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Frank A. Weil
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Frank Weil is the Chairman of Abacus and Associates, Inc., a private investment firm in New York, NY. From October 1979 - June 1983 he was a senior partner of the Washington law firms of Ginsburg, Feldman, Weil and Bress, chartered and Wald Harkrader and Ross. Mr. Weil headed the International Trade Administration of the United States Department of Commerce from 1977 - 1979. He was Chairman of the Finance Committee and Chief Financial Officer of the investment firm of Paine, Webber Inc. from 1972 - 1977.

Mr. Weil has served on the for-profit boards of directors of MirrorWorldsTechnologies,SyVox Corporation, Exxel Container, Inc.; Geico Corp.; Paine Webber, Inc.; Cambridge Royalty, Inc.; Dorr-Oliver, Inc.; Hamburg Savings Bank, NYC; J.B. Lippincott Company, Philadelphia and Victory Mutual Funds, Cleveland.

Mr. Weil was a Trustee and Vice Chair of The Asia Society in New York City and was Chairman and a member of the National Board of the Smithsonian Institution in Washington, D.C. Mr. Weil is a member of the Century Association and Harvard Club (both in New York City) and the Metropolitan Club (Washington, D.C.).

In not-for-profit activities, Mr. Weil has also served on the boards of directors of the National Democratic Institute for International Affairs, the Center for National Policy, as Vice Chairman of the Board of Governors of the Atlantic Institute for International Affairs and Inform. He is a member of the Council on Foreign Relations in New York. Mr. Weil served on the Board of Directors of the Council for Excellence in Government from 1982 – present and was Chairman from 1988 - 1993.

He is a director and President of Hickrill Foundation and Treasurer of the Norman Foundation. He was President of the Education Alliance (NYC); a trustee of Montefiore Hospital and Albert Einstein Medical School (NYC); Teachers College/Columbia University, and Hurricane Island Outward Bound School (Maine); Trustee and Vice Chairman of Northern Westchester Hospital; Trustee and Chairman of the Board of the Harvey School, Katonah, New York; Trustee and Secretary of the Federation of Jewish Philanthropies of New York. Mr. Weil served on the Visiting Committee of the John F. Kennedy School of Government and Committee on University Resources at Harvard from 1972 - 1998. He was a member of the Advisory Board at the School for Advanced International Studies, John Hopkins University.

In the field of public policy, Mr. Weil served as Chairman of the Committee on Taxation of the New York State Economic Development Board from 1975 - 1977, and Chairman of the New York State Board of Equalization and Assessment from 1976 - 1977. In 1986 he served on the New York State Advisory Commission on Liability Insurance and has served on Governor Cuomo's New York State Council on Fiscal and Economic Priorities and its sub-committee on New York City Transit.

Mr. Weil was born on February 14, 1931 in Bedford, New York. He graduated cum laude from Harvard College in 1953 and from Harvard Law School in 1956. He is domiciled in Wilson, Wyoming and maintains residences there and in New York City, Washington, DC and Stonington, Maine. He has been married to the former Denie Sandison since 1951. They have four children, nine grandchildren and three great-grandchildren.

Entries by Frank A. Weil

A Tidbit From 1979: A Lesson for Today

(1) Comments | Posted July 22, 2014 | 5:01 PM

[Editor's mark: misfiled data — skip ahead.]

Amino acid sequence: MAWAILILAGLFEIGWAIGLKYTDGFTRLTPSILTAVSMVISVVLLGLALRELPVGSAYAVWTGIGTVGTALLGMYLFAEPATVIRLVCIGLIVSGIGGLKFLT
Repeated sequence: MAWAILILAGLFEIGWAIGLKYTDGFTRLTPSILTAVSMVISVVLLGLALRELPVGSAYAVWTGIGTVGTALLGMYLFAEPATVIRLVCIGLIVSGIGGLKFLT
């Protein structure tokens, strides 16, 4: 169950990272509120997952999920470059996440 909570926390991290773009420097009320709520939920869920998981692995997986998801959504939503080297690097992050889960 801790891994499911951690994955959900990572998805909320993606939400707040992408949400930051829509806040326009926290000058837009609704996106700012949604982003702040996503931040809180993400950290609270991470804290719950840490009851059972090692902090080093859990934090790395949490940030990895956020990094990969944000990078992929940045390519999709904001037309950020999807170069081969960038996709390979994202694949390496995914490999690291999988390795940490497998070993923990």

In the summer of 1979, Jimmy Carter suffered from a political malaise and gave a speech about it. In the following days, he fired with one stroke, five cabinet officers -- the type of purge that was common in the Soviet Politburo but virtually unheard of here -- as if...

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Boomerang Effects of Good Intentions

(0) Comments | Posted July 9, 2014 | 5:36 PM

We go through life full of the best intentions in how we behave and in being helpful to friends and neighbors.

More often than seems fair, those intentions go awry and we find ourselves digging out from under misunderstandings or worse.

For example, you say to your wife, "Honey, you...

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What Would People Think?

(0) Comments | Posted June 23, 2014 | 3:17 PM

"What would people think?" How many times do suppose you have asked yourself that question? Why do you suppose you ask it?

Perhaps you are vain and care how you look?

Perhaps you are insecure and do not want to appear stupid?

Perhaps you are ambitious and need to...

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Stem Cells vs. Perpetuity?

(0) Comments | Posted June 12, 2014 | 9:22 AM

John D. Rockefeller was not only a great oil man, he was an astonishing visionary.

Envisioning the need for and possibility of achieving what we see as modern medicine, in 1901 he created Rockefeller University in New York City to be a base of research the life sciences.

...
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The Hidden "You" in You

(0) Comments | Posted May 28, 2014 | 10:29 AM

There is a lot of fascinating work being done about how our minds work and how memories are formed, stored and recalled. I am full of admiration for those neuroscientists and claim no real ability to understand their science, but a fascination with what they claim those processes can do.

...
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The Role of Hammers in Life

(0) Comments | Posted May 28, 2014 | 10:27 AM

We all discover hammers early in life, sometimes to our parent's distress.

Hammers are, of course, used to drive nails mainly into wood to hold things together. They are used to bang things into place, break windows in emergencies and deliver a well-focused punch to some resisting object. People...